select 108 as analysis_id, CAST(floor(DATEDIFF(dd, op1.observation_period_start_date, op1.observation_period_end_date)/30) AS VARCHAR(255)) as stratum_1, COUNT_BIG(distinct p1.person_id) as count_val
from ohdsi.PERSON p1
inner join
(select person_id,
ROW_NUMBER() over (PARTITION by person_id order by observation_period_start_date asc) as rn1
) op1
where op1.rn1 = 1
group by floor(DATEDIFF(dd, op1.observation_period_start_date, op1.observation_period_end_date)/30)

Sorry for being dense, but are you saying that this query (a simplified version of one of your examples)

SELECT FLOOR(DATEDIFF(dd, observation_period_start_date, observation_period_end_date) / 30) AS months_obs,
	COUNT(DISTINCT person_id) AS count_value
FROM ohdsi.observation_period
GROUP BY FLOOR(DATEDIFF(dd, observation_period_start_date, observation_period_end_date) / 30);

fails because the GROUP BY is complex, but this query

SELECT FLOOR(DATEDIFF(dd, observation_period_start_date, observation_period_end_date) / 30) AS months_obs,
	COUNT(DISTINCT person_id) AS count_value
FROM ohdsi.observation_period
GROUP BY observation_period_start_date, observation_period_end_date;

works? But the semantics of the second query is completely different from the first one, right?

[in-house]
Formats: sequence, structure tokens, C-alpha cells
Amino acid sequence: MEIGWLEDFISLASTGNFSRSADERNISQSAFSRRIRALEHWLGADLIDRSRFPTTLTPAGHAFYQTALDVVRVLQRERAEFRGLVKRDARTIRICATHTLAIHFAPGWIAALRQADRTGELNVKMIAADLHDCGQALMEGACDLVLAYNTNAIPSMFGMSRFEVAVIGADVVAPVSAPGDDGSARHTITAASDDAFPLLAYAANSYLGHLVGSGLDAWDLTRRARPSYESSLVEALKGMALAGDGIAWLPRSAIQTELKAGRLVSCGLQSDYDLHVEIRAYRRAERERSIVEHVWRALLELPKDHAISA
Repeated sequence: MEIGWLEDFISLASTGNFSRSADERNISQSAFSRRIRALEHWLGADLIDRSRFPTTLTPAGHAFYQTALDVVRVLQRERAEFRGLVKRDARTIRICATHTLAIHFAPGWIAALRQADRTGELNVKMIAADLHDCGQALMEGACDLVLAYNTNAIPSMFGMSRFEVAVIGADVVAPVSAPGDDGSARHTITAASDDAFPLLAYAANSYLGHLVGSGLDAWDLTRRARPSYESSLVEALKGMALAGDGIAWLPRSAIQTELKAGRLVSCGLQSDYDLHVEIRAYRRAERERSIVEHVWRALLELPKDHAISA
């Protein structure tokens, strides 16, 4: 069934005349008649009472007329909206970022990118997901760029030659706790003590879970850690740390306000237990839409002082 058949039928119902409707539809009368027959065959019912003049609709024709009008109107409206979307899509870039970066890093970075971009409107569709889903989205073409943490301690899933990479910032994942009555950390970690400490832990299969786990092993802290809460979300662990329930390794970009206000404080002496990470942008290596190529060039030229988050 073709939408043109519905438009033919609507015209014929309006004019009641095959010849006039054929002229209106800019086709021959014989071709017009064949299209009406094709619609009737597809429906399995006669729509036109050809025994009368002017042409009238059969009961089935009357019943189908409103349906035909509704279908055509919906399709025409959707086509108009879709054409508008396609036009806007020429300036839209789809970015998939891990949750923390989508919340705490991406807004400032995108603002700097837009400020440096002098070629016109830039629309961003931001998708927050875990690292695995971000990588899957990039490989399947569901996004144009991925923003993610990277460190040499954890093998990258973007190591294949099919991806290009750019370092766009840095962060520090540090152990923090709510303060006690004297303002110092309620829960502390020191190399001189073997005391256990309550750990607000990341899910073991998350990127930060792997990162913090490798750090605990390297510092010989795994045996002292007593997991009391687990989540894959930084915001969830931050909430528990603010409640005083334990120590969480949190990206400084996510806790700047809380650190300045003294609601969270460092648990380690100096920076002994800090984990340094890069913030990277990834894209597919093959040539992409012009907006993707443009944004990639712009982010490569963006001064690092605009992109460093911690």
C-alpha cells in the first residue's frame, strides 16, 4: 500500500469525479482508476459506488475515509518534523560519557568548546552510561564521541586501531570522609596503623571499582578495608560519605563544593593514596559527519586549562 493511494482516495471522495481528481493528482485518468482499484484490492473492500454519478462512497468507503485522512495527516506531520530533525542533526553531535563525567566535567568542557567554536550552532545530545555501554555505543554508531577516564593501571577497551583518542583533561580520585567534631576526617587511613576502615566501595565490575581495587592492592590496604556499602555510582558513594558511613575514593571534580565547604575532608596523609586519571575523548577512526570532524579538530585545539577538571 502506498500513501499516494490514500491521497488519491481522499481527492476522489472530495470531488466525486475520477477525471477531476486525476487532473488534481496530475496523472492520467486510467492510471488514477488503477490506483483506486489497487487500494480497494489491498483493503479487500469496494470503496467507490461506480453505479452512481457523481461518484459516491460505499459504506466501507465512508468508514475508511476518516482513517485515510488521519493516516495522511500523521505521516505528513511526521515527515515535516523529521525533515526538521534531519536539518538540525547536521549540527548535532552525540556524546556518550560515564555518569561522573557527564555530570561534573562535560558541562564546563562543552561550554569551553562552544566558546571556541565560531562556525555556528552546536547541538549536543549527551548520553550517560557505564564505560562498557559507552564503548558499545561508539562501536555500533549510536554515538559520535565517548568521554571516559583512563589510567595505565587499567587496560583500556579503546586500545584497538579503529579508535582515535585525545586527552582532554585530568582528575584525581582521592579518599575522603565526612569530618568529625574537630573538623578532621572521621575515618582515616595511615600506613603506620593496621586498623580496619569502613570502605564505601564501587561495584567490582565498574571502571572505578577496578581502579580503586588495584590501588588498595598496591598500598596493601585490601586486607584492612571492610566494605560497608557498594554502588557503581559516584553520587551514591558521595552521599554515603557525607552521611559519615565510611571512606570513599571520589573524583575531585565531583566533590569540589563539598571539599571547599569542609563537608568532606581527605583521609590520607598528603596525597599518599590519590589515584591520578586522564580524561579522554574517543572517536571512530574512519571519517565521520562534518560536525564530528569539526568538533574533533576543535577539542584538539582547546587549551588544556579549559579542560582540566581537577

Yes, that’s a good point. Extracting base columns in the GROUP BY is often equivalent since the values are 1-1 with values of the complex expression. It’s not equivalent when the base column values are many to one with the expression values as in the example.

So I’ll need to change to use the second workaround mentioned earlier based on select list ordinal references. For the second example, that looks like this:

SELECT FLOOR(DATEDIFF(dd, observation_period_start_date, observation_period_end_date) / 30) AS months_obs,
COUNT(DISTINCT person_id) AS count_value
FROM ohdsi.observation_period

For the first example, there’s a potential problem. The expression in the SELECT list and GROUP BY are different:

Select list:

  • CAST(year(op1.index_date) - p1.YEAR_OF_BIRTH AS VARCHAR(255))

group by:

  • year(op1.index_date) - p1.YEAR_OF_BIRTH

In general, these values may not be 1-1. However, they always are for real year values which fit into a varchar(255) without loss of precision. Trying to automatically recognize when this is true isn’t really going to be feasible as part of rewriting. The alternative is to just assume that it’s true for any GROUP BY expression that matches a SELECT list expression except for a CAST. Does that sound reasonable?

OK, at least in the achilles script, it seems that all GROUP BY expressions that don’t exactly match a select list expression differ only in a single cast to varchar(255). I’ve now managed to run the entire script successfully using synpuf data loaded into bigquery. Besides the starschema jdbc driver patches, the only things that went outside standard SqlRender usage were the GROUP BY issue and handling named column lists in common table expressions. The matchBigQueryGroupBy() and aliasBigQueryCommonTableExpressions() functions in the following show how those were handled:

The need for most or all of these patches will hopefully go away gradually as open BigQuery feature requests get addressed. In the meantime, I’m going to continue looking into what other changes are needed to run things beyond the achilles scripts.